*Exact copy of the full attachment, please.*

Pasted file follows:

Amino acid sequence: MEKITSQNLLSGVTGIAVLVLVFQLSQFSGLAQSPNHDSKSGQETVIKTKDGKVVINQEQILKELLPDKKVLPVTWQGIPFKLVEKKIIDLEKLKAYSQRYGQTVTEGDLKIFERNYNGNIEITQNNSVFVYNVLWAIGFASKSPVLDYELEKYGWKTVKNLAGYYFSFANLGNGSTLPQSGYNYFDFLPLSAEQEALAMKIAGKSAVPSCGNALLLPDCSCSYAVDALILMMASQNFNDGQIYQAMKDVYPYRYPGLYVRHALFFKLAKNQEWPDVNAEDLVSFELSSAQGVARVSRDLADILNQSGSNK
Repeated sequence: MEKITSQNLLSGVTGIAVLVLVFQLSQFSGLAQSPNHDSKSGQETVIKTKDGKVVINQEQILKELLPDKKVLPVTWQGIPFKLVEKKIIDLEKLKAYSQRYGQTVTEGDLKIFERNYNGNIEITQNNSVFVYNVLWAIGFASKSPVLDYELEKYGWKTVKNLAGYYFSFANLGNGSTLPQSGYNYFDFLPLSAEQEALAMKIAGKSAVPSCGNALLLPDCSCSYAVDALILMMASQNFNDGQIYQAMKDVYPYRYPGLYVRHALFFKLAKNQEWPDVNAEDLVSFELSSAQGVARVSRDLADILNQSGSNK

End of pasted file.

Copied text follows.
Amino acid sequence: MEKITSQNLLSGVTGIAVLVLVFQLSQFSGLAQSPNHDSKSGQETVIKTKDGKVVINQEQILKELLPDKKVLPVTWQGIPFKLVEKKIIDLEKLKAYSQRYGQTVTEGDLKIFERNYNGNIEITQNNSVFVYNVLWAIGFASKSPVLDYELEKYGWKTVKNLAGYYFSFANLGNGSTLPQSGYNYFDFLPLSAEQEALAMKIAGKSAVPSCGNALLLPDCSCSYAVDALILMMASQNFNDGQIYQAMKDVYPYRYPGLYVRHALFFKLAKNQEWPDVNAEDLVSFELSSAQGVARVSRDLADILNQSGSNK
Repeated sequence: MEKITSQNLLSGVTGIAVLVLVFQLSQFSGLAQSPNHDSKSGQETVIKTKDGKVVINQEQILKELLPDKKVLPVTWQGIPFKLVEKKIIDLEKLKAYSQRYGQTVTEGDLKIFERNYNGNIEITQNNSVFVYNVLWAIGFASKSPVLDYELEKYGWKTVKNLAGYYFSFANLGNGSTLPQSGYNYFDFLPLSAEQEALAMKIAGKSAVPSCGNALLLPDCSCSYAVDALILMMASQNFNDGQIYQAMKDVYPYRYPGLYVRHALFFKLAKNQEWPDVNAEDLVSFELSSAQGVARVSRDLADILNQSGSNK